Siskiyou National Forest people turned down the offer. The reason given is that the CDF offered only to work for one fuel rotation, which translates into just a few helibuckets of water, and that there was no staff on the ground to fight the fire, and that by the time the offer was made the fire was 100 acres.

Several matters are currently being disputed. Chuck Blackburn, a supervisor for Del Norte County in northwest California, which has part of Six Rivers National Forest within its boundaries, has been actively trying to piece together what happened, talking to people who claim that they could have put the fire out at its beginning. "From the information I've received from the California Department of Forestry and from the people involved, they felt they could put it out, but were not given permission to do so by the Oregon Region 6 Forest Service," Blackburn said. "They were turned down. They were not given permission to go across and attack that fire."

Contacted for comment, Paul Galloway with the Siskiyou National Forest acknowledged the offer for assistance had been made and rejected, but added that a factor in that decision was that the Forest Service had no one in the forest to manage and fight the fire because the roads in had been allowed to grow over.

"They actually spent a number of days just trying to clear the road to get somebody up in there," Galloway explained. This was a section of forest where the road had been allowed to grow over. Two dozers were assigned to open and improve the roads back to the Biscuit fires, but Galloway did not know how many days it took.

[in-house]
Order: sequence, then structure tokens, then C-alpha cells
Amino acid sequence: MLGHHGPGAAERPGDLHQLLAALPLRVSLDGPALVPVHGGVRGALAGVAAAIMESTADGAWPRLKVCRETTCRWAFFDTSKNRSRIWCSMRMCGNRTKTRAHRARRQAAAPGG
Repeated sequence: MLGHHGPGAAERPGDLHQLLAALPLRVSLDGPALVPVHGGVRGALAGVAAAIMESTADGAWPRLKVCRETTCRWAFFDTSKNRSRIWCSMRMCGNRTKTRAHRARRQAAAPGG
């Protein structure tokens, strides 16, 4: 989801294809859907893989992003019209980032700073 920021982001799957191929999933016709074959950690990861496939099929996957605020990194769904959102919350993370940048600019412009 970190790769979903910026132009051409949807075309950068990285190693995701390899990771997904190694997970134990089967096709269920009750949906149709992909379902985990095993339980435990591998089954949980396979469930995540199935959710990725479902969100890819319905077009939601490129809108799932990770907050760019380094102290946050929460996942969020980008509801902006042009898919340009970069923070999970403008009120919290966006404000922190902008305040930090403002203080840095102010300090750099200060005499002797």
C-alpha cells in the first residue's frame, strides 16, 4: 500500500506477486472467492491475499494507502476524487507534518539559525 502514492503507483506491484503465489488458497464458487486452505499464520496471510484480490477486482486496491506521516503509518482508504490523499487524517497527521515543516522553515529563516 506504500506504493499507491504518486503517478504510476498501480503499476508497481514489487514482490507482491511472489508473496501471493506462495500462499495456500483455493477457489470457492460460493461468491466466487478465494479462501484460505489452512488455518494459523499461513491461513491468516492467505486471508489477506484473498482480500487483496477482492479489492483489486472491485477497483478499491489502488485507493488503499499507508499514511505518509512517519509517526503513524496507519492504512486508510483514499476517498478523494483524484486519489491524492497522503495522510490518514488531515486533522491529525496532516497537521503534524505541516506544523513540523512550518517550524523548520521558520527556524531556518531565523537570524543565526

The area where the road had been allowed to grow over was not an officially designated roadless area, but a part of the forest that the Siskiyou Project folks had wanted to become part of the Kalmiopsis Wilderness. When that failed, they pushed for designation as a roadless area. That effort, too, was unsuccessful.

Yet, those in charge of the Siskiyou National Forest agreed in principle with the roadless concept, and allowed the road to grow over creating a de facto roadless or wilderness area. Big mistake. When the fire came, they had to spend precious time and money opening a road that was not supposed to be closed in the first place.

'They just let them burn!'

People in southern Oregon are in general horrified at the loss of the forest and many are outraged at Forest Service management of the fire that caused the devastation.

"It's pretty much gone," says Smith sadly, reviewing reports on the Kalmiopsis. "By the time this fire is over it will be completely gone. A lot of the plants will grow back, but they've lost some really beautiful old forest. There were groves of sugar pines that were 300 and 400 years old, six feet in diameter. It will take centuries for them to grow back, but they just let them burn!"

"This fire is going to burn until the rains come in October," Smith predicted. "All they're doing is setting a fire ring around it."

You'd think environmentalists would be devastated by the burning of the Kalmiopsis Wilderness, which for them is a sacred place. This is where the Siskiyou Project people held ceremonies – where they had a prayer circle, a sundance circle and worship circles. But you'd be wrong.

Fire 'not a catastrophe'

Lou Gold, a leader in the Siskiyou Project from its Earth First! beginnings and a major promoter of further expansion of the wilderness area, likened the current conflagration to the 1987 Silver fire. Gold recently told the Oregonian newspaper that he was camping on Bald Mountain the night the Silver fire began and actually saw it start. He said he had spent more than 1,000 nights camping in the forest since then, watching the land recover. Madrone, tanoak and bear grass shoots were visible within weeks of the burn, and spring brought "abundant wildflowers."